Soligenix, formerly known as DOR BioPharma, formed a consortium to develop thermostable technology to advance its ricin-toxin vaccine, RiVax™, and other rapid-acting vaccines. Soligenix received a $9.4 million grant from NIAID to support this work.
As part of the initiative, Soligenix will partner with several industry partners and academic institutions. This includes the University of Colorado, with which Soligenix has executed an option agreement that covers technology to develop vaccines that can maintain stability at elevated temperatures. An additional goal will be the development of improved thermostable adjuvants expected to result in rapid-acting vaccines that can be given with fewer injections over shorter intervals.
Other consortium members include the University of Kansas, the Tulane National Primate Research Center, SRI International, Health Research, Battelle Memorial Institute, Nanotherapeutics, and BioCon.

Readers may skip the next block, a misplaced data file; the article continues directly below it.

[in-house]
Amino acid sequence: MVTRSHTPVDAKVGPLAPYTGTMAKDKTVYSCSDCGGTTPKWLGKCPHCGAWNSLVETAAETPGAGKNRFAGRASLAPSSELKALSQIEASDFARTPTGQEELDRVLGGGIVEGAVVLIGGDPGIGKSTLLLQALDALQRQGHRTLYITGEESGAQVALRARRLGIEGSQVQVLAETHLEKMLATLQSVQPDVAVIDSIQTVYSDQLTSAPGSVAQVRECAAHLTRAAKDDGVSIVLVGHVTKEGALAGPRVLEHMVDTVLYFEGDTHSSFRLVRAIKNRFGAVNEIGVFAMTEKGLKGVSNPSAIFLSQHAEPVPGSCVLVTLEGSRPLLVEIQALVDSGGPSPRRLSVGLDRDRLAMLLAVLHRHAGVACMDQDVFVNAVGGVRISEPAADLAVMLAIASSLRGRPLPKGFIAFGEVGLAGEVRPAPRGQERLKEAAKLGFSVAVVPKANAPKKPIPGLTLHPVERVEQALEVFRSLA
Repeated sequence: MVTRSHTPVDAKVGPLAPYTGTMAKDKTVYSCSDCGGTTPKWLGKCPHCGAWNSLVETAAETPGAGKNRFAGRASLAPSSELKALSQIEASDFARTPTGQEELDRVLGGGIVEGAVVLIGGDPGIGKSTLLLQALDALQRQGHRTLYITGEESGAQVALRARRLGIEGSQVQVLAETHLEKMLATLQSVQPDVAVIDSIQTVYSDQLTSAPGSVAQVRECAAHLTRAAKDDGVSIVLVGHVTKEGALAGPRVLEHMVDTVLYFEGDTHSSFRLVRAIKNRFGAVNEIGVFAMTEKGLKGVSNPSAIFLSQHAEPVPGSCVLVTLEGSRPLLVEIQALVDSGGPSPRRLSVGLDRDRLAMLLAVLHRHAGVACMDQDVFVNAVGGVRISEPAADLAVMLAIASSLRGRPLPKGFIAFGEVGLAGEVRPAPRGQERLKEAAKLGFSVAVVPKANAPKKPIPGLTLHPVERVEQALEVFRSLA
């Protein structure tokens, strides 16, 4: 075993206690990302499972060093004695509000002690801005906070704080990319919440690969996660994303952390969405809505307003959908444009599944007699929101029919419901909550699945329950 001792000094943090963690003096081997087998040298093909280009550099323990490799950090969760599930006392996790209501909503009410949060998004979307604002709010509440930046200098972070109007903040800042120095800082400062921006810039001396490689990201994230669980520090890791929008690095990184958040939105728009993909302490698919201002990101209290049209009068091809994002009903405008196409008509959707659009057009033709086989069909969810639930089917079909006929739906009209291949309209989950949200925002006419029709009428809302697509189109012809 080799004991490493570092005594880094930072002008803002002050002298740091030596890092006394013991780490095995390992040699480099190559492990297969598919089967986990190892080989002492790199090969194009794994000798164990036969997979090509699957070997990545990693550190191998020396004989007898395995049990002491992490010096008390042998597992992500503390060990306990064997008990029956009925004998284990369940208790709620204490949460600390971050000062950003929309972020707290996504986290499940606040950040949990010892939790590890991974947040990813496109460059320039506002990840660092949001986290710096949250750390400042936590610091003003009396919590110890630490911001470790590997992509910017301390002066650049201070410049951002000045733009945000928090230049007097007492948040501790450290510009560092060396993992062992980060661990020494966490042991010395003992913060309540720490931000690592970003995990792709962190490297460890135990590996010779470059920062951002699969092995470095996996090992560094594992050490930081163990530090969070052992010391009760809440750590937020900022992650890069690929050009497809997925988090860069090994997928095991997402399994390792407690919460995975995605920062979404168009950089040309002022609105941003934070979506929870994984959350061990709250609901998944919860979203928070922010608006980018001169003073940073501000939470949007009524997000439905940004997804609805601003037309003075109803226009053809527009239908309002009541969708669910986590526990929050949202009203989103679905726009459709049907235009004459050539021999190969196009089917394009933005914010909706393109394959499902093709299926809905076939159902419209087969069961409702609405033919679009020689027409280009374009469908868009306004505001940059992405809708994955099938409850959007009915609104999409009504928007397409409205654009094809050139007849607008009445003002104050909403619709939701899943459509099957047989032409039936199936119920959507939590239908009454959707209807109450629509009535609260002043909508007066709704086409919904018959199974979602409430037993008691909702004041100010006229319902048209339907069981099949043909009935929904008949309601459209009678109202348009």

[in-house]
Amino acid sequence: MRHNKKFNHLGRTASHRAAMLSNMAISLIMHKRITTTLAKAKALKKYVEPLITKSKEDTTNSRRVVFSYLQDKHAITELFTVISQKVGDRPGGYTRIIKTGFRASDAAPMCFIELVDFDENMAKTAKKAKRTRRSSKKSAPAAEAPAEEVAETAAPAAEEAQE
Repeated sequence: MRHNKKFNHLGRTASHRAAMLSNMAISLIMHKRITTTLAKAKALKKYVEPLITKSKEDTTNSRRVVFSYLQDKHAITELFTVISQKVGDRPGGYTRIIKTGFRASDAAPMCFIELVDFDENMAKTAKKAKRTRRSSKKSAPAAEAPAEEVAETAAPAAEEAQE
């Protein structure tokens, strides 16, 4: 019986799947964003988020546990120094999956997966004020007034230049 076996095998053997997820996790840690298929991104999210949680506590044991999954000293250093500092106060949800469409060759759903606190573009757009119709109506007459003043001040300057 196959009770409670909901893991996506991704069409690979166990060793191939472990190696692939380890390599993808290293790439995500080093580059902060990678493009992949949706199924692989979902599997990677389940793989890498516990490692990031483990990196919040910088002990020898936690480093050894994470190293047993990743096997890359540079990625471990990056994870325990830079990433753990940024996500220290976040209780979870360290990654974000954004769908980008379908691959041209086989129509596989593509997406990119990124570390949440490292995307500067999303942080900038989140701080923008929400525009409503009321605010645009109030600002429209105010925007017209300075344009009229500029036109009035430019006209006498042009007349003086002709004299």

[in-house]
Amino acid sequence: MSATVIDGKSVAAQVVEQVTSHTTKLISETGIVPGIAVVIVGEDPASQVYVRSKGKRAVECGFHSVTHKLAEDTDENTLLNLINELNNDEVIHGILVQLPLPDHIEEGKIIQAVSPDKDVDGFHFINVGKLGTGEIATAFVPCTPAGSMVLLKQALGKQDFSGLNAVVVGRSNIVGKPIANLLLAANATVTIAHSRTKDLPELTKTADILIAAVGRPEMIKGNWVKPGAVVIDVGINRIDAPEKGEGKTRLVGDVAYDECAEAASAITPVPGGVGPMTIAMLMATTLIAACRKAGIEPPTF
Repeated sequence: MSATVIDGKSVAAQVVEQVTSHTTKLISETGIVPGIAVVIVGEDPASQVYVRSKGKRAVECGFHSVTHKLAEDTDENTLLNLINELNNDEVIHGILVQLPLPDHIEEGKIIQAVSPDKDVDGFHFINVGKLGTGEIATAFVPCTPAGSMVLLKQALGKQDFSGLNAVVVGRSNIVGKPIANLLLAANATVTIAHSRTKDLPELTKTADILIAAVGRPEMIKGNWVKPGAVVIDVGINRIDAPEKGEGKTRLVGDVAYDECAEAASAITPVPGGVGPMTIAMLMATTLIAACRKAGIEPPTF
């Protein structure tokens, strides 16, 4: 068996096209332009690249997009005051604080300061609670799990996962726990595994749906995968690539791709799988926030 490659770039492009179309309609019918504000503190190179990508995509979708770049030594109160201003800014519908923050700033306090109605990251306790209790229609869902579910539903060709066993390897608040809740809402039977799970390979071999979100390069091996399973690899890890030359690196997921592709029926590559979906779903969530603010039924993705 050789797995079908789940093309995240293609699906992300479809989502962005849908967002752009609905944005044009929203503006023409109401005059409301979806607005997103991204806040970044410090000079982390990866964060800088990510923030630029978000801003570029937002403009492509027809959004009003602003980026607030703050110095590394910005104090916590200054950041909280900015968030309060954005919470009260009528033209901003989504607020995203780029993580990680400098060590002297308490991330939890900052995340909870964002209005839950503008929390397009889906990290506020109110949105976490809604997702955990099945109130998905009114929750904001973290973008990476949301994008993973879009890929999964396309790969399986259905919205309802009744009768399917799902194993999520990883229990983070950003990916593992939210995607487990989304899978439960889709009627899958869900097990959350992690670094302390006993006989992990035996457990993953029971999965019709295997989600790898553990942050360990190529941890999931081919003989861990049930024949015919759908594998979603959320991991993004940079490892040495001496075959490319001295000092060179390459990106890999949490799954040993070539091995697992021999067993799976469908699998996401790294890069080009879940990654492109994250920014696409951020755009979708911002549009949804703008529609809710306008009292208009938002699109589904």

"Each of our academic and industry consortium members brings impressive expertise to our vaccine-stabilization program," said Robert N. Brey, Ph.D., CSO. "This association has the potential to address the practical issue of long-term stability in stockpiled biodefense vaccines, using a technology basis that can ultimately be applied to other commercial vaccine products."
RiVax is for protection against ricin toxin exposure. The vaccine induces a protective immune response in animal models of ricin exposure and is currently being evaluated in humans.
One Phase I trial has been completed, which established that the immunogen was safe and induced antibodies anticipated to protect humans from ricin exposure, according to Soligenix. A second trial is currently being conducted to evaluate a more potent formulation of RiVax.